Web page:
Wimborne Folk Festival revived by volunteers
"We couldn't imagine Wimborne without the 'Folkie'", says Mike Carhart-Harris, part of the team which is reviving the Dorset town's annual folk festival.
The music and dance event had been running since 1980, but in August the couple who ran it announced they were retiring due to financial reasons and the festival would end.
But a team of locals determined to organise a 2013 festival came together after a social media campaign.
A fundraising concert is the latest part of the efforts to ensure it happens.
A meeting was held in September to sound out if the goodwill towards the "Folkie" could be turned into a plan to revive the festival run by a new set of volunteers.
Planning a festival for up to 35,000 people in less than nine months would seem a daunting task. But with less than six months to go, a programme is in place and the show is going ahead from 7-9 June.
Matti Raudsepp of East Dorset District Council said the authority was keen to keep the event.
"The festival has become an important part of the Wimborne calendar over the years, and has attracted national and international attention," he said.'Real roots music'
The festival has booked performers from around the country, including the Albion Band and Radio 2 Folk Award winner Blair Dunlop, one of the rising stars of British folk music.
"Festivals like Wimborne are vital to real roots music in the UK.
"It was one of the most genuine crowds I played to last year and I'm looking forward to playing again in 2013," he said.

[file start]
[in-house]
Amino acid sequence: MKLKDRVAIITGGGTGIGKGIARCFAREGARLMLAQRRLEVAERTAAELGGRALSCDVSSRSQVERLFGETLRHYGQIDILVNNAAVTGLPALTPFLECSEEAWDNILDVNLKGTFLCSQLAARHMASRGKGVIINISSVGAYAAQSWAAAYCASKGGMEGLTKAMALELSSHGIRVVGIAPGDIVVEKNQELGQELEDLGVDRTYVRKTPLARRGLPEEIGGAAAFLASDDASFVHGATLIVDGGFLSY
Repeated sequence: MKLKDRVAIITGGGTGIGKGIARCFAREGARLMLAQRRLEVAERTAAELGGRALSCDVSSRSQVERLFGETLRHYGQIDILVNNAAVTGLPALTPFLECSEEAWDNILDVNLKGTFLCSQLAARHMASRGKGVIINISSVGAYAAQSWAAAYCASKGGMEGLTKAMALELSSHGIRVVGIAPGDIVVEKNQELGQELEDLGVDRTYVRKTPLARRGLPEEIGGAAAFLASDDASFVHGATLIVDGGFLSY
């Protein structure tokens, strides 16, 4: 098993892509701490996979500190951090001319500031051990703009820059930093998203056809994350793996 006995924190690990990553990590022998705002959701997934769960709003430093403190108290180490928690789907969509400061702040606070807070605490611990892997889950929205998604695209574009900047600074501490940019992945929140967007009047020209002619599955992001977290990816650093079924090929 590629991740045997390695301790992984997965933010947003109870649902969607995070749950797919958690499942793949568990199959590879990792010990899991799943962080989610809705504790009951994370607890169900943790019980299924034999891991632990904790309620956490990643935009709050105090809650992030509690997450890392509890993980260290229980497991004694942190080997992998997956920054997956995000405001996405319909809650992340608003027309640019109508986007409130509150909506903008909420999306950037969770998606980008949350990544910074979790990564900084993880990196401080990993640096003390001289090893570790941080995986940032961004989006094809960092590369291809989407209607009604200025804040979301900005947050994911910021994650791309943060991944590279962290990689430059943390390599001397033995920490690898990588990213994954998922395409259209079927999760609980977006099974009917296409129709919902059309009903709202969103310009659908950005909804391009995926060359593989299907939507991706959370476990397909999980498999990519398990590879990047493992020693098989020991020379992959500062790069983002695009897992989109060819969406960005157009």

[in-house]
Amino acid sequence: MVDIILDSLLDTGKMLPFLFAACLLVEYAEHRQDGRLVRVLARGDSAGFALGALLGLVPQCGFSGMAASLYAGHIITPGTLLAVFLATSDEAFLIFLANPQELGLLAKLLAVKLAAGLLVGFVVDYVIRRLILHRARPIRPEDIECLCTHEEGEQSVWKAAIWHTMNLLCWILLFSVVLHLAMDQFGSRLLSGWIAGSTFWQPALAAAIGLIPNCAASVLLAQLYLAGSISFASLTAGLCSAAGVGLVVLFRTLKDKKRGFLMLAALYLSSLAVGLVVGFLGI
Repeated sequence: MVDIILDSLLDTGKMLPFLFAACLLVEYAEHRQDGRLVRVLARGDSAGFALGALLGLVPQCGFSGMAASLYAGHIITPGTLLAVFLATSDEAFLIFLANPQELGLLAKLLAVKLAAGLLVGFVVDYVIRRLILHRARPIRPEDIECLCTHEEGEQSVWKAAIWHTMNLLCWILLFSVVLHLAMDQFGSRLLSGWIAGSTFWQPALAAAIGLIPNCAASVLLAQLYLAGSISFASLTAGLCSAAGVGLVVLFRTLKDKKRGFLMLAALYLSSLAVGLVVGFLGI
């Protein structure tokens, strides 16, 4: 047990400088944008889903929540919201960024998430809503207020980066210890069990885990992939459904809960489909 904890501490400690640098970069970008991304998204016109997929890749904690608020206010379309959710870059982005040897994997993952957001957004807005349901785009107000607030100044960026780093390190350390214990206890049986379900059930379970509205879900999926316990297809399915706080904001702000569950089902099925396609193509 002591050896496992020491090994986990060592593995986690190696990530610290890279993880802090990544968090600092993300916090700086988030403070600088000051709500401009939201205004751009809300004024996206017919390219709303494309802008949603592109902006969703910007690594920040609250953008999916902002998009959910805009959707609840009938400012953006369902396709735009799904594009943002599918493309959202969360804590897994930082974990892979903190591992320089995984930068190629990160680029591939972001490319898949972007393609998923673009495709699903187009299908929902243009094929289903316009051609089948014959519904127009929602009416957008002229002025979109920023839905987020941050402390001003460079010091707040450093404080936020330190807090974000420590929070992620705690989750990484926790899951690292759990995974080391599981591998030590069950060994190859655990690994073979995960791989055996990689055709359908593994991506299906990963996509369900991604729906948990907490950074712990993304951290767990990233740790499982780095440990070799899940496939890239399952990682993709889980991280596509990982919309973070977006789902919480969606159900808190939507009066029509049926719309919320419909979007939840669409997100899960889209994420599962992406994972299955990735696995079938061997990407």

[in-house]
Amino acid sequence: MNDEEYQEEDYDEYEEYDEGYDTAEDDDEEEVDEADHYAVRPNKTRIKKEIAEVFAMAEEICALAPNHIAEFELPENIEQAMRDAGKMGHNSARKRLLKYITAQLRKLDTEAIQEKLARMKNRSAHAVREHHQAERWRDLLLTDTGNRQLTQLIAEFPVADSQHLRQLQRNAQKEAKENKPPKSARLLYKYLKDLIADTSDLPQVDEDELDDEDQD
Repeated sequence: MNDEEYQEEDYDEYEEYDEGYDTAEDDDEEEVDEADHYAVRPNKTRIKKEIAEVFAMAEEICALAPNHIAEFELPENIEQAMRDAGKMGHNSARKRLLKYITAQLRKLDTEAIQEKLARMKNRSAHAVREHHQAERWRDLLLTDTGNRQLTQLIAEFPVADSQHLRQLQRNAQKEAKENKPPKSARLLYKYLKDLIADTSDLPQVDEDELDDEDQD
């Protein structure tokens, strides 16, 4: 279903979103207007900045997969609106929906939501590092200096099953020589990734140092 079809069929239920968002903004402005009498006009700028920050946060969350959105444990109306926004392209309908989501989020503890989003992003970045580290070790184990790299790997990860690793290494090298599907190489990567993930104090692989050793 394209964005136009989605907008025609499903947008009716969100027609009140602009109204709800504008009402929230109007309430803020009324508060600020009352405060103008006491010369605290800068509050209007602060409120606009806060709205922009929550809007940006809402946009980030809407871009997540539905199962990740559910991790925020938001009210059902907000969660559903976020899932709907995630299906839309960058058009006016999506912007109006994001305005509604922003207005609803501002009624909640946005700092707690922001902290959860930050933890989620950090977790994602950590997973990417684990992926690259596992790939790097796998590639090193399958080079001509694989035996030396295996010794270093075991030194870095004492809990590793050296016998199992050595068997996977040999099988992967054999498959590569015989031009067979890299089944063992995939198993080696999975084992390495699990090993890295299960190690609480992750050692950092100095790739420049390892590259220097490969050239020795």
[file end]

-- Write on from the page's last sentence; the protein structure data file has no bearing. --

Mr Carhart-Harris said: "The reputation of previous Wimborne festivals goes before us.
"These events are dotted around the country and are very important to the thriving folk scene. It's not dying out, it's still a vibrant part of British culture and we want to see it continue."
Mike Carhart-Harris, one the committee members of the newly constituted not-for-profit organisation, admits he has little experience of other aspects of running events or even folk music.
But the chance of working on an event synonymous with his home town was too good to turn down.
"A lot of people have grown up with the folk festival and wanted to see it continue.
"It's been a challenge to get to a manageable level from a standing start.
"It's about folk, fun and family - we are committed to seeing a sustainable folk festival that involves local businesses and generates a warm, family-friendly atmosphere."
In the current economic climate, keeping this summer's event in the black is the main challenge.'Cultural event'
Fundraising concerts, including one in in Christchurch on Sunday, and a wristband scheme have been instigated to add to the £14,000 of council support.
Organisers say this year's overall budget is still to be finalised. The former organisers cited difficulties in raising up to £48,000 for each festival, and local businesses not being fully supportive, in their decision to quit.
Mr Carhart-Harris said he was confident the festival could be sustainable in the long term.
"Ideally it'll generate a profit, but breaking even is a bare minimum," he said.
"Any surplus is reinvested but it's important it stands on its own two feet."
Mr Raudsepp said: "The council and the new festival organisers acknowledge that the previous festival wasn't popular with all local businesses.
"This is something that the festival committee hope to improve upon, so that residents, visitors and businesses can all benefit from such a popular and well attended cultural event in the town.
"Despite difficult economic times, events continue to be popular with the public, and there is every indication that this year's event will be as popular as previous ones."
Although volunteers coming together seems to show the government's "big society" in action, Mr Cahart-Harris points to the event still needing financial and material support from the local authorities and arts bodies.
"It's a big commitment and we've all given up a lot of time - it's very exciting and very rewarding to see it happen.
"It demonstrates people are willing to give up time for their community but we still need the support of public funding and we're respectful of that."